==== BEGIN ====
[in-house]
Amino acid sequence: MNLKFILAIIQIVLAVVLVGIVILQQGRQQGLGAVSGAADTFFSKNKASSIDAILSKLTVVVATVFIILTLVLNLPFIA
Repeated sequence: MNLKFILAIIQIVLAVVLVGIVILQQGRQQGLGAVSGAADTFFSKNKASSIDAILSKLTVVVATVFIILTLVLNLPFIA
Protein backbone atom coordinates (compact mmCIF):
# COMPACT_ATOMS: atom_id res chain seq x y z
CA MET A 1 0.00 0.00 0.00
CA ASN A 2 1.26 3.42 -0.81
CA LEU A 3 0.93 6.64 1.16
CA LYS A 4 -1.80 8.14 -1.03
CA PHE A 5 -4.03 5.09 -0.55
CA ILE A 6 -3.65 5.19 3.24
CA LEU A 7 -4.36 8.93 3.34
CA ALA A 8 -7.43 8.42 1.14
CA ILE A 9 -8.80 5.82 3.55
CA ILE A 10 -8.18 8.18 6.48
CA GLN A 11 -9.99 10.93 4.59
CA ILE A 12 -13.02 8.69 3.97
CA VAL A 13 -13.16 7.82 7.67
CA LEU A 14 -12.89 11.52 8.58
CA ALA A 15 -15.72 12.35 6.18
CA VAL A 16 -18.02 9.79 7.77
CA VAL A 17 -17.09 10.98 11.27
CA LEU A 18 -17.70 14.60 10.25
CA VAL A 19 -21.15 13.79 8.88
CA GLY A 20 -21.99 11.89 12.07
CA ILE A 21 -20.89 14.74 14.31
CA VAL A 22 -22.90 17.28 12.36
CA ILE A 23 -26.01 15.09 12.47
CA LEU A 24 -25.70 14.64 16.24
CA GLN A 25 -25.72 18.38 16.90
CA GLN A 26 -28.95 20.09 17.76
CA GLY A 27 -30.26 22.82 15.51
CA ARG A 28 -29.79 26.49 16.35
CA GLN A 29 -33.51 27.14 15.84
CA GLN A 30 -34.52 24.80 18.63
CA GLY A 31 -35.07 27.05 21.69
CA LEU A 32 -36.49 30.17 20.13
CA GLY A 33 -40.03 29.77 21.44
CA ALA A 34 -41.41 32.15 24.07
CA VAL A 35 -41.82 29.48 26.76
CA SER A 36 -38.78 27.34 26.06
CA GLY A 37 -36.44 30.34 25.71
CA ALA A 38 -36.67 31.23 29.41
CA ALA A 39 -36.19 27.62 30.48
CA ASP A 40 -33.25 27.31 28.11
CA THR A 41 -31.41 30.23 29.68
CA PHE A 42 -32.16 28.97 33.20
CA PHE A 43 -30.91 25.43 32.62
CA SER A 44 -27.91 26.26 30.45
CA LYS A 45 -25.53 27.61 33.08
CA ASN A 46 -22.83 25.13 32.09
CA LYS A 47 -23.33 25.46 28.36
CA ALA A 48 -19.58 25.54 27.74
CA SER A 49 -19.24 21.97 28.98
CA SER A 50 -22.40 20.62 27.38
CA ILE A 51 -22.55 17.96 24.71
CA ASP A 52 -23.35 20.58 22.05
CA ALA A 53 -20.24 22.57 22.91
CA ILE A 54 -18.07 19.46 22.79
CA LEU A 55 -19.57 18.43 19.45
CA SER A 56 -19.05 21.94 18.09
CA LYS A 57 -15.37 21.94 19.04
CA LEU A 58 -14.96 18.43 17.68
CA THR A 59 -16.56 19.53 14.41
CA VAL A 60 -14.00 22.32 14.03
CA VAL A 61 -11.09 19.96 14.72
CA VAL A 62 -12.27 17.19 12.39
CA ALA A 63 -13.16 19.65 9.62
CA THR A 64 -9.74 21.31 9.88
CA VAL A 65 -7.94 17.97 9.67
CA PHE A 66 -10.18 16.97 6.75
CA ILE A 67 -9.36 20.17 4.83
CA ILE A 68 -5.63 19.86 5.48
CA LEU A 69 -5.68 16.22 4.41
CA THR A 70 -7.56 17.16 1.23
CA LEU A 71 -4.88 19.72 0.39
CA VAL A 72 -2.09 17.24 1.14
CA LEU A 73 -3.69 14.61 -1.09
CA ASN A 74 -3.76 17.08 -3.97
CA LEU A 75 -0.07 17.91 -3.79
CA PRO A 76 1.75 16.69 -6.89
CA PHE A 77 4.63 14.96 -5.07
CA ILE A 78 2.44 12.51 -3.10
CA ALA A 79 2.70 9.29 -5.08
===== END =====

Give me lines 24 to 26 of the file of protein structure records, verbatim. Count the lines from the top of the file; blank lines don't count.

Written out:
CA VAL A 19 -21.15 13.79 8.88
CA GLY A 20 -21.99 11.89 12.07
CA ILE A 21 -20.89 14.74 14.31